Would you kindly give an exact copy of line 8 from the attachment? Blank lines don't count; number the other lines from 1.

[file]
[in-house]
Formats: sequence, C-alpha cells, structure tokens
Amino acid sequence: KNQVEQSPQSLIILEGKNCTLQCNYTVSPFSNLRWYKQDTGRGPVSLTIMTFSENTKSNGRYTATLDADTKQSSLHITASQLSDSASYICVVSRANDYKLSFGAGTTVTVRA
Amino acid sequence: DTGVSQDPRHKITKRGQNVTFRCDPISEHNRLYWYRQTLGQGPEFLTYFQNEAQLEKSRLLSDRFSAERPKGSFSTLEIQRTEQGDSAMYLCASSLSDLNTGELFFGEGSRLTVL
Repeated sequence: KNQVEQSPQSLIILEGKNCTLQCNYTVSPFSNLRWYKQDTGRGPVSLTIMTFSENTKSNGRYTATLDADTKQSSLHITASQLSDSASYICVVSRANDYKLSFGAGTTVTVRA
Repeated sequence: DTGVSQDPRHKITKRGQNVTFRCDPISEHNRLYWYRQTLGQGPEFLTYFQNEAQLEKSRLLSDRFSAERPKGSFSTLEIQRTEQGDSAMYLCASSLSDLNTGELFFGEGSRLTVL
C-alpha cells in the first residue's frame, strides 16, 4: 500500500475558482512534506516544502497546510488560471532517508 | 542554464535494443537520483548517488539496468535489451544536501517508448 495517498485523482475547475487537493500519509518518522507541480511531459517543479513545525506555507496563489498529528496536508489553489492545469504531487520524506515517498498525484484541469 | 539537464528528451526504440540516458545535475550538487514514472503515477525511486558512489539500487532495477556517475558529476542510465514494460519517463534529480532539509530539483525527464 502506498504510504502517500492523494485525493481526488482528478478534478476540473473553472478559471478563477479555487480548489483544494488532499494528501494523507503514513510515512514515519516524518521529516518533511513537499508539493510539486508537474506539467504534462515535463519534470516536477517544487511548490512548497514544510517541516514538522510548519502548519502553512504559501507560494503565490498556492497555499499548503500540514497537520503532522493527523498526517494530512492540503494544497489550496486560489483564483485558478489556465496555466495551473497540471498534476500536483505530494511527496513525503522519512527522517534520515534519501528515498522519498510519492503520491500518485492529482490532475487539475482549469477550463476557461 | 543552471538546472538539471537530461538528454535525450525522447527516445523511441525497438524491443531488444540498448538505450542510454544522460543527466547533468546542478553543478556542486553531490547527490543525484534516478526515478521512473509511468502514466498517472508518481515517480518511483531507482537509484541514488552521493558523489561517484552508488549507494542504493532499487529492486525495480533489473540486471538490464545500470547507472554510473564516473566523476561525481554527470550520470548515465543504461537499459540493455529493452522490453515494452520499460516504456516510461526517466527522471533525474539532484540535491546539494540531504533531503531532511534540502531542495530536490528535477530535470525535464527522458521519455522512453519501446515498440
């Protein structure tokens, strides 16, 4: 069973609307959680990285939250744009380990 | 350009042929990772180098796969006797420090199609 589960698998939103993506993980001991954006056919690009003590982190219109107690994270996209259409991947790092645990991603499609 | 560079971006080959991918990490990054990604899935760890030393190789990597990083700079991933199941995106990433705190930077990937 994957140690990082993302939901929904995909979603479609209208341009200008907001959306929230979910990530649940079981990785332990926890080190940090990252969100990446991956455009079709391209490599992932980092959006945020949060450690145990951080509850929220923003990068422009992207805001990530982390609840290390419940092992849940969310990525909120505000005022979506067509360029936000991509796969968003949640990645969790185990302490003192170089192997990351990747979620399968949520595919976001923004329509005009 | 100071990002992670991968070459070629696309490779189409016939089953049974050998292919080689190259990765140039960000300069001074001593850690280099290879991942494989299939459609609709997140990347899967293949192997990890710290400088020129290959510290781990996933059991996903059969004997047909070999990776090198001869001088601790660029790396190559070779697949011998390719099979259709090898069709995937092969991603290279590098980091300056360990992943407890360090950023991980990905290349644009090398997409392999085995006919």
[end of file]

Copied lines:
């Protein structure tokens, strides 16, 4: 069973609307959680990285939250744009380990 | 350009042929990772180098796969006797420090199609 589960698998939103993506993980001991954006056919690009003590982190219109107690994270996209259409991947790092645990991603499609 | 560079971006080959991918990490990054990604899935760890030393190789990597990083700079991933199941995106990433705190930077990937 994957140690990082993302939901929904995909979603479609209208341009200008907001959306929230979910990530649940079981990785332990926890080190940090990252969100990446991956455009079709391209490599992932980092959006945020949060450690145990951080509850929220923003990068422009992207805001990530982390609840290390419940092992849940969310990525909120505000005022979506067509360029936000991509796969968003949640990645969790185990302490003192170089192997990351990747979620399968949520595919976001923004329509005009 | 100071990002992670991968070459070629696309490779189409016939089953049974050998292919080689190259990765140039960000300069001074001593850690280099290879991942494989299939459609609709997140990347899967293949192997990890710290400088020129290959510290781990996933059991996903059969004997047909070999990776090198001869001088601790660029790396190559070779697949011998390719099979259709090898069709995937092969991603290279590098980091300056360990992943407890360090950023991980990905290349644009090398997409392999085995006919």